Florida and South Carolina  both reported passing their previous single-day highs, while AlabamaTexas and a slew of others continued to reel from recent records of their own.

In Florida on July 3 alone, there were more than 11,400 newly confirmed cases of the virus. That sum shatters a record that was set in the state just a couple of days ago — around the same time that the U.S. as a whole recorded the world’s highest-ever daily tally, with more than 55,000.

In a desperate bid to curtail the latest spike in the statewide caseload, local leaders in Florida implemented a slew of measures to tamp down the weekend’s usual holiday festivities. Miami-Dade County, for one, has instituted a curfew beginning at 10 p.m. “until further notice,” while beaches across much of South Florida are closed.

July 2020 COVID 19

July 4: the NY Times reported that the emerging clusters of infection increasingly confirm what many scientists had been saying for months: The virus lingers in the air indoors, infecting those nearby.

If airborne transmission is a significant factor in the pandemic, especially in crowded spaces with poor ventilation, the consequences for containment will be significant. Masks may be needed indoors, even in socially distant settings. Health care workers may need N95 masks that filter out even the smallest respiratory droplets as they care for coronavirus patients.

Ventilation systems in schools, nursing homes, residences and businesses may need to minimize recirculating air and add powerful new filters. Ultraviolet lights may be needed to kill viral particles floating in tiny droplets indoors.

The World Health Organization had long held that the coronavirus is spread primarily by large respiratory droplets that, once expelled by infected people in coughs and sneezes, fall quickly to the floor.

July 2020 COVID 19

Trump administration moves to formally withdraw US from WHO

July 7: the White House officially moved to withdraw the United States from the World Health Organization (WHO), a senior administration official confirmed, breaking ties with a global public health body in the middle of the coronavirus pandemic.

The U.S. submitted its withdrawal notification to the United Nations secretary-general, the official said. Withdrawal requires a year’s notice, so it will not go into effect until July 6, 2021, raising the possibility the decision could be reversed. [The Hill article]

July 2020 COVID 19

Another national record & at least five states set single-day records for infections

July 8:  the NY Times reported that as President Trump continued to press for a broader reopening, the United States set another record for new coronavirus cases, with more than 59,400 infections announced, according to a New York Times database. It was the fifth national record in nine days.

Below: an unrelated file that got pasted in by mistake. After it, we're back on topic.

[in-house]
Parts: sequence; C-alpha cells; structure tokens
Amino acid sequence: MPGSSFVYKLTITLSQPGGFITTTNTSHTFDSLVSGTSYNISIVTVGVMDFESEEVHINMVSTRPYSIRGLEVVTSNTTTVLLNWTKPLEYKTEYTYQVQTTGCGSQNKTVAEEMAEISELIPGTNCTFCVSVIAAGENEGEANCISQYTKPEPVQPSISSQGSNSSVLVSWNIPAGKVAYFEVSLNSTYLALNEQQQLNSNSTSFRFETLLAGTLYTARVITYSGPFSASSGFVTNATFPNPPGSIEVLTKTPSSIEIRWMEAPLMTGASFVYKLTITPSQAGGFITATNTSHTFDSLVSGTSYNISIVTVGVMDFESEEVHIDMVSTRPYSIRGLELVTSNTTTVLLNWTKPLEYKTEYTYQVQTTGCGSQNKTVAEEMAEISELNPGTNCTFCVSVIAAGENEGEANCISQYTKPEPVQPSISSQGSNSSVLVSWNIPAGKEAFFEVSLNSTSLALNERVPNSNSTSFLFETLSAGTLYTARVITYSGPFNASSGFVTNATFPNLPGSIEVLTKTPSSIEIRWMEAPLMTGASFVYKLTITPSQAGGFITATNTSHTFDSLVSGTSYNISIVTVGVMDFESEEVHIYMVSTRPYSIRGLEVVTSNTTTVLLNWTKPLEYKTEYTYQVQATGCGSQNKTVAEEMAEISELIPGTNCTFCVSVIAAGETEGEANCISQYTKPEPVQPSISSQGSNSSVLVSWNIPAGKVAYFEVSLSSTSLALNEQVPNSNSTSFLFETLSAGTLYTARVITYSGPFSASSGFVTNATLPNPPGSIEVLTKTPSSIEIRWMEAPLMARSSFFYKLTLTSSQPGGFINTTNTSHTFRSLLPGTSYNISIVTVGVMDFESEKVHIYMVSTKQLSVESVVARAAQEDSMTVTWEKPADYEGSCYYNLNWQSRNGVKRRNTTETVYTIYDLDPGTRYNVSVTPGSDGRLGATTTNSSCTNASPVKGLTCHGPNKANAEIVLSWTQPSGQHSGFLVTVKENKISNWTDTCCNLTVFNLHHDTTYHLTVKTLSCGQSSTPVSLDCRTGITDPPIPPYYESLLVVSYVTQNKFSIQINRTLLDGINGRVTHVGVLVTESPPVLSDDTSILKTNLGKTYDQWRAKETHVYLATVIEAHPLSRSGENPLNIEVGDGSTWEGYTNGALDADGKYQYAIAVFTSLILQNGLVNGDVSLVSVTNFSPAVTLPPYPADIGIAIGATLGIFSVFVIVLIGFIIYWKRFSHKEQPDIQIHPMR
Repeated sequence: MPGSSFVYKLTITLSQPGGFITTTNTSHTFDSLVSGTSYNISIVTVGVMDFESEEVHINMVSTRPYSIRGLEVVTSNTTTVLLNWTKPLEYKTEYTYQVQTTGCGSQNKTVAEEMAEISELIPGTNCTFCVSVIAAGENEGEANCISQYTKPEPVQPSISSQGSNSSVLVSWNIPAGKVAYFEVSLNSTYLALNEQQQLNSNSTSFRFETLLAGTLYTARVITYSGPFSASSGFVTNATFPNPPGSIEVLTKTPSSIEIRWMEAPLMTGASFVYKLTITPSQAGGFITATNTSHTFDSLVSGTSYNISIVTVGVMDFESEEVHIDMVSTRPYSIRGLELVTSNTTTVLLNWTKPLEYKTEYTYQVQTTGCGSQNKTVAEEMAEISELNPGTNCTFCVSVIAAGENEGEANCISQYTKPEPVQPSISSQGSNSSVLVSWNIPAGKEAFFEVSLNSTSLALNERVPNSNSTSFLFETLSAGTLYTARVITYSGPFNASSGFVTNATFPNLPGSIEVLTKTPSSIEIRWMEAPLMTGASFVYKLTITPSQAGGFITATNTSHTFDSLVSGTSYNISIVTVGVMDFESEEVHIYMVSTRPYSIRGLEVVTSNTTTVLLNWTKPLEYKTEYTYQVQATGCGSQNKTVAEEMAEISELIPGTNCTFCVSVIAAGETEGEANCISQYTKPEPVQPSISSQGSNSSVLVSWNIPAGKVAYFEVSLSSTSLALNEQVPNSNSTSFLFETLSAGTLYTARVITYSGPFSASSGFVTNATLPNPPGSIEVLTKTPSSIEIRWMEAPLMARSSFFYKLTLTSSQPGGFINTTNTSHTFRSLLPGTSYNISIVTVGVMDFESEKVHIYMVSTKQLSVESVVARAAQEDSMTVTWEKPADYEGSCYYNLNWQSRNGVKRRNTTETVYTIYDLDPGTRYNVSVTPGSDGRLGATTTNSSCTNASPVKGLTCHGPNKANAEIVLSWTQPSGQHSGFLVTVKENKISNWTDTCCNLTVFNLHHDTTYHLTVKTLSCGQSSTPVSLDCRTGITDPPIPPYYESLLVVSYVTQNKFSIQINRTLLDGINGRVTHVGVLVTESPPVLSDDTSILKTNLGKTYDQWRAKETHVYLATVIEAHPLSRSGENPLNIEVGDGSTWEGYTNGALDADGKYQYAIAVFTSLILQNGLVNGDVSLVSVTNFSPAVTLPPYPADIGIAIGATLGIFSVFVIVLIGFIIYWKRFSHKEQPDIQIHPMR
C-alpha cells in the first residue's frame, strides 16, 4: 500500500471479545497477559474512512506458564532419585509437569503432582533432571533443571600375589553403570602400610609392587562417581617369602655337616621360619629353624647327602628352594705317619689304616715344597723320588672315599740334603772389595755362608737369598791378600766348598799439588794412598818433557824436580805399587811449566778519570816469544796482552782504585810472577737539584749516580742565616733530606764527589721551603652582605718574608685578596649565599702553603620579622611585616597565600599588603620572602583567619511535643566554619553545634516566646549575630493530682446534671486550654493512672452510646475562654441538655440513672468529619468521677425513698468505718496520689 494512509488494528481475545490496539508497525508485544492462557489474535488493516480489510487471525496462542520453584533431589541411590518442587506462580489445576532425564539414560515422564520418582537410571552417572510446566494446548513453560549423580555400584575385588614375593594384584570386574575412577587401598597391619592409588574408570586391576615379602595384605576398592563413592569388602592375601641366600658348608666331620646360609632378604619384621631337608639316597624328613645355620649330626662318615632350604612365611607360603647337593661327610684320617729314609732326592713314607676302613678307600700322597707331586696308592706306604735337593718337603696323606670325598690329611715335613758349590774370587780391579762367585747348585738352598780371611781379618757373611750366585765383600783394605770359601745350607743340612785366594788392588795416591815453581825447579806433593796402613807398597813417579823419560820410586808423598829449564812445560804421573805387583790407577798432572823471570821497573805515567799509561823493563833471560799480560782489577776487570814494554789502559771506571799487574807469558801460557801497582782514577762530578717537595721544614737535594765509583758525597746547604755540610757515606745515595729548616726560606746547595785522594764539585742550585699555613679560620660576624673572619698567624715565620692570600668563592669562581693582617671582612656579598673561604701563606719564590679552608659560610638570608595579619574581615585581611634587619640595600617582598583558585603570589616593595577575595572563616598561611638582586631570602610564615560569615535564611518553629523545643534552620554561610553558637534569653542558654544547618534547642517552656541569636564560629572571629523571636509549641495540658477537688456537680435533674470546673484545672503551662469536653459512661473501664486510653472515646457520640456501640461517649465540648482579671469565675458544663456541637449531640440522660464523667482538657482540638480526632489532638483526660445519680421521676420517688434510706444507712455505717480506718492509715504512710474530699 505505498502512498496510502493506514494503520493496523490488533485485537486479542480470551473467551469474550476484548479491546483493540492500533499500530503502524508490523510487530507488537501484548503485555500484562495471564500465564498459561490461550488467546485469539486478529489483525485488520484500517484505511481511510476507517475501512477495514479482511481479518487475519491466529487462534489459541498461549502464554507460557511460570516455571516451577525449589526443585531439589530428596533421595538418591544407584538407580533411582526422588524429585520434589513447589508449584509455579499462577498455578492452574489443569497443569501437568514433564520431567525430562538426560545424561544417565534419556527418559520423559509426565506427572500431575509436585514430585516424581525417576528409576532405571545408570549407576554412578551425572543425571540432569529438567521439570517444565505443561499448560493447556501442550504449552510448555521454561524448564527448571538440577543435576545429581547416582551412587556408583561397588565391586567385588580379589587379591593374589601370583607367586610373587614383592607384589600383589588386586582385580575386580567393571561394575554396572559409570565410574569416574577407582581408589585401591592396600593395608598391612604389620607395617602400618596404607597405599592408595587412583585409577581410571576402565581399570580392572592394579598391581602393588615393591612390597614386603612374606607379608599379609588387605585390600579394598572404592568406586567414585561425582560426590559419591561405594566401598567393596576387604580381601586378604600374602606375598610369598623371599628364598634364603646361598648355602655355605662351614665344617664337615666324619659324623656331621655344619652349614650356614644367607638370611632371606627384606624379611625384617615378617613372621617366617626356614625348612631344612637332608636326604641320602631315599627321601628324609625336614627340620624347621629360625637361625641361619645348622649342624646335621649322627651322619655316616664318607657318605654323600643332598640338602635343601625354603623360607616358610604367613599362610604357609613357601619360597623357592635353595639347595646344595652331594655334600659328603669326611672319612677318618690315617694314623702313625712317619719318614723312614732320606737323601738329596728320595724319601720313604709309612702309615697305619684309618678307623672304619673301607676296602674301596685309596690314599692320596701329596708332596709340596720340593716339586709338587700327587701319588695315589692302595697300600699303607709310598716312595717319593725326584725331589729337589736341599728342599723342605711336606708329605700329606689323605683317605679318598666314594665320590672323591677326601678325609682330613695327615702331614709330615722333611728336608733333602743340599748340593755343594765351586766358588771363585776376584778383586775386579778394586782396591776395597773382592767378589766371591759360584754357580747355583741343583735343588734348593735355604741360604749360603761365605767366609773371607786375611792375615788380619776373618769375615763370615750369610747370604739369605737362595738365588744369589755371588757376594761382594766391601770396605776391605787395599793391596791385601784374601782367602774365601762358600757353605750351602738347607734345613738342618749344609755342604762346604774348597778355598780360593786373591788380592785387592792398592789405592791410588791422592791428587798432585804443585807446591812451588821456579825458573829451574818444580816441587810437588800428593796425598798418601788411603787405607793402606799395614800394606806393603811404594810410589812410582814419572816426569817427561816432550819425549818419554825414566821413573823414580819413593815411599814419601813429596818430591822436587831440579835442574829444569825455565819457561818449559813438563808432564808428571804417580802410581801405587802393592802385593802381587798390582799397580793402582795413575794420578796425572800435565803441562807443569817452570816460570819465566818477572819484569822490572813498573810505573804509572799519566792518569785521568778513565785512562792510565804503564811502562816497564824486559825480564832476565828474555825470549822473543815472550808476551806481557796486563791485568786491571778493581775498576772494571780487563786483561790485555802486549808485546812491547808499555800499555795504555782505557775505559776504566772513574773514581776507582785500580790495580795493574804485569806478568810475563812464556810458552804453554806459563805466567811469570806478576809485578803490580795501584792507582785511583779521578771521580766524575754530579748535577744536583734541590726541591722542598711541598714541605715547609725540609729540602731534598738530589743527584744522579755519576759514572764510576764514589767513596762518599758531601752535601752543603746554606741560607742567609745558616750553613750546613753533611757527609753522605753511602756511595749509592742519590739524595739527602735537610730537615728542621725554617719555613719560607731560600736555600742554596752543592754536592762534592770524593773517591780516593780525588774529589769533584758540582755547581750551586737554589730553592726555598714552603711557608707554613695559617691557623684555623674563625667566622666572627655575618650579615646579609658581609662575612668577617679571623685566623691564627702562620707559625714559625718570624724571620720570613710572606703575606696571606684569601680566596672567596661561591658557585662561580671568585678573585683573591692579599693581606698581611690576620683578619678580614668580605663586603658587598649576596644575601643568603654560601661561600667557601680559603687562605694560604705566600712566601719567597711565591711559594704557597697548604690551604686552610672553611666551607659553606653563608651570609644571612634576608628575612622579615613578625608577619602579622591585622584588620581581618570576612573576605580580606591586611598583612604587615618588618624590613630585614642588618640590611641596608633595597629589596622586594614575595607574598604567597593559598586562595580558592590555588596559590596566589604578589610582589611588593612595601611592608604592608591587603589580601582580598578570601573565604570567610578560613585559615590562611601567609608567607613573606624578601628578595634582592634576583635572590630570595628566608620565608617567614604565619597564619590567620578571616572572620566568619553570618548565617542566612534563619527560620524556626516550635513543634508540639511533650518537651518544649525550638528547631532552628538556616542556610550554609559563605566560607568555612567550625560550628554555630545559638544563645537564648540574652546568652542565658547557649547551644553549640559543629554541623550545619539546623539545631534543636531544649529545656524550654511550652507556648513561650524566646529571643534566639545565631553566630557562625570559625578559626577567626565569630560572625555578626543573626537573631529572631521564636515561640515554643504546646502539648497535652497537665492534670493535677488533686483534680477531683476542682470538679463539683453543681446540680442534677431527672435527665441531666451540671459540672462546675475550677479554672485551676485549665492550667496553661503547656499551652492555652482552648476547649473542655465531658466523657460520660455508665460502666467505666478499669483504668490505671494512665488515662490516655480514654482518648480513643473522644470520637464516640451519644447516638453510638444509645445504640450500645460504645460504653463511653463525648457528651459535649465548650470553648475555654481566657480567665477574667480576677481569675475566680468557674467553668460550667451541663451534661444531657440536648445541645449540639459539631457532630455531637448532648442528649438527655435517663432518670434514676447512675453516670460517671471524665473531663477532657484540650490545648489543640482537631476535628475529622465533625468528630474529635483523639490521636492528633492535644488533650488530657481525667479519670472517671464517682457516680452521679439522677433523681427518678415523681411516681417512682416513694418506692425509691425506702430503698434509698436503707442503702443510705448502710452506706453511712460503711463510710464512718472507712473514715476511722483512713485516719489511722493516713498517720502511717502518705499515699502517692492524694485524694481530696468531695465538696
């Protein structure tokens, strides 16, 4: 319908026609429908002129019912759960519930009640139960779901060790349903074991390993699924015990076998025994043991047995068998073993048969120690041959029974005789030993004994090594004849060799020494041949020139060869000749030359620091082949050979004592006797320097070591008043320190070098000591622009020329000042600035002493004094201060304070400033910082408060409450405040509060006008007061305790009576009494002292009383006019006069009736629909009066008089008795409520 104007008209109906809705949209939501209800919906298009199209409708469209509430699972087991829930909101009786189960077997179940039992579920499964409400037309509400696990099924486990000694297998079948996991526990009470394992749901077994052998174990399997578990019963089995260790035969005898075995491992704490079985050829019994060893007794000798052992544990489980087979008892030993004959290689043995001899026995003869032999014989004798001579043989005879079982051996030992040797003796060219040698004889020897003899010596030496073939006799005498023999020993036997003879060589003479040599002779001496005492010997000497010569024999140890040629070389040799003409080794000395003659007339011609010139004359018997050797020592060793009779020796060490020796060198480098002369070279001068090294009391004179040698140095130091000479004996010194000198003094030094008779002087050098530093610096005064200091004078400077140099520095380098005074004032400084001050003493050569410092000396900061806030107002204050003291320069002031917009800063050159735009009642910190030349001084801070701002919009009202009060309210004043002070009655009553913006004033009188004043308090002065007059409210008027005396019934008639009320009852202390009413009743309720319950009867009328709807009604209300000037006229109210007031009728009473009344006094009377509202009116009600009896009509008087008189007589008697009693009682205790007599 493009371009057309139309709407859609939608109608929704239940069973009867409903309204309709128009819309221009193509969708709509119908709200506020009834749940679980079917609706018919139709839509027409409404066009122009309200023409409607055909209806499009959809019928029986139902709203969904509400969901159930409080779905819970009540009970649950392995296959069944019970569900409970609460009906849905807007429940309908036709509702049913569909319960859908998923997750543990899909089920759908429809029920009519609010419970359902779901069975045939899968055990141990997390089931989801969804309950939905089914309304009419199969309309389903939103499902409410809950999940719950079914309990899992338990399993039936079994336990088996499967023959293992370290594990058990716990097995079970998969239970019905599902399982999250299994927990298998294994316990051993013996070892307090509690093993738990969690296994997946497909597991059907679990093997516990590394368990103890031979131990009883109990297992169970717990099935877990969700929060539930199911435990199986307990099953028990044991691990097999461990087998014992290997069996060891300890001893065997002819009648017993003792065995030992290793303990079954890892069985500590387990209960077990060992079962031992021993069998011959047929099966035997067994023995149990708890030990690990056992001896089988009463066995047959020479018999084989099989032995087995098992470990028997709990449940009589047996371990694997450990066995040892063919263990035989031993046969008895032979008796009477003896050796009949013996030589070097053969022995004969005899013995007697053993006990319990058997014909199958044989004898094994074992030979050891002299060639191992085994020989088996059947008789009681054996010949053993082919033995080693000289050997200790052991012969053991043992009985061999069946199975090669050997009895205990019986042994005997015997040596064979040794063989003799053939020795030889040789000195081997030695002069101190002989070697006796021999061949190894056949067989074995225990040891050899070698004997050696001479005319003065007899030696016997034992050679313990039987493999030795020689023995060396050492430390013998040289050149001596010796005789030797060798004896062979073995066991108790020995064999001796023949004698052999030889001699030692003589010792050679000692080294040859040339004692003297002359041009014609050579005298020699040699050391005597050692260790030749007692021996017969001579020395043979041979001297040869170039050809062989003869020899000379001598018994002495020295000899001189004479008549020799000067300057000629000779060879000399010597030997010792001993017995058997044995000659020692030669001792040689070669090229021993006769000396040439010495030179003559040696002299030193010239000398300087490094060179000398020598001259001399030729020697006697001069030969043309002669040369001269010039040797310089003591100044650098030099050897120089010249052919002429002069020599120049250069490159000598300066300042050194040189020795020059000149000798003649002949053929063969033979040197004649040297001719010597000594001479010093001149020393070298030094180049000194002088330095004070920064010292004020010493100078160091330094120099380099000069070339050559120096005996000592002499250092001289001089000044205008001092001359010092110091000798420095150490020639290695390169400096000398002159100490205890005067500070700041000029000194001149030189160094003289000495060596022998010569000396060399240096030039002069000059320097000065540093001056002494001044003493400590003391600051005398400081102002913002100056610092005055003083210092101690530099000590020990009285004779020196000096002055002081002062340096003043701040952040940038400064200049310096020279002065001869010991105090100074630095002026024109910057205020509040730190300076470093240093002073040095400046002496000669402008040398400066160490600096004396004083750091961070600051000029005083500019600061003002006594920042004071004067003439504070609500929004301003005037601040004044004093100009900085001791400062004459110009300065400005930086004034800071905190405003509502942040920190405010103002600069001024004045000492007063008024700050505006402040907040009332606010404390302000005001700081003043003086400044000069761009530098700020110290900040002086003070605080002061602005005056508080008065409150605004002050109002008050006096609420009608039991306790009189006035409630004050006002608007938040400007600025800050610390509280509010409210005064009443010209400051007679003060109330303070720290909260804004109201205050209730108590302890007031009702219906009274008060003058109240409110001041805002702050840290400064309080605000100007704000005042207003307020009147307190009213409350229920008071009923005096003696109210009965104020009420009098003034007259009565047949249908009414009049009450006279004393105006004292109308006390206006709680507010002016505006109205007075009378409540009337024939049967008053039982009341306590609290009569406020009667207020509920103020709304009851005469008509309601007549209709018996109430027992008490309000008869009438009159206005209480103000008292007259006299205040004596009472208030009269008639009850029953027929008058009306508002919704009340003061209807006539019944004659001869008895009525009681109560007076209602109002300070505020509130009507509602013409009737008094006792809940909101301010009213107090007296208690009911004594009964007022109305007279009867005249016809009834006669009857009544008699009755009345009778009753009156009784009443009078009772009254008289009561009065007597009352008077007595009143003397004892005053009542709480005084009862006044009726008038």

The previous record, 56,567, was reported July 3.

The country reached a total of three million cases July 7 as the virus continued its resurgence in the South and West. At least five states — MissouriTennesseeTexasUtah and West Virginia — set single-day records for new infections on this date.

As of July 7 the country’s daily number of new cases had increased by 72 percent over the past two weeks. And by this date 24 states had reported more cases over the past week than in any other seven-day stretch of the pandemic.

July 2020 COVID 19

552,781 COVID Deaths Worldwide

July 9: 12,196,982 cases; 552,781 deaths worldwide

134,883 COVID Deaths USA

July 9: 3,159,514 cases; 134,883 deaths in the United States

July 2020 COVID 19

Another US record

July 12: the Florida Department of Health reported at least 15,299 new Covid-19 cases, the highest number of new cases in a single day by any state since the coronavirus pandemic began.

The test positivity rate — which could indicate how rampantly the virus was spreading — reached 19.6% as of July 12, according to data from Johns Hopkins University.

Across the country, more than half the states are dealing with increased rates of new cases compared to last week. And more than half the states have paused or rolled back their reopening plans in hopes of getting coronavirus under control. [CNN article]
July 2020 COVID 19

572,227 COVID Deaths Worldwide

July 13: 13,062,585 cases; 572,227 deaths worldwide

137,787 COVID Deaths USA

July 13: 3,414,105 cases; 137,787 deaths in the United States

July 2020 COVID 19

July 14: the Trump administration ordered hospitals to bypass the Centers for Disease Control and Prevention and send all Covid-19 patient information to a central database in Washington beginning July 15. The move alarmed health experts who feared the data will be politicized or withheld from the public.

The new instructions were posted  in a little-noticed document on the Department of Health and Human Services website. The department — not the C.D.C. — would collect daily reports about the patients that each hospital is treating, the number of available beds and ventilators, and other information vital to tracking the pandemic.

Officials said the change would streamline data gathering and assist the White House coronavirus task force in allocating scarce supplies like personal protective gear and remdesivir, the first drug shown to be effective against the virus. But the Health and Human Services database that would receive new information was not open to the public, which could affect the work of scores of researchers, modelers and health officials who rely on C.D.C. data to make projections and crucial decisions.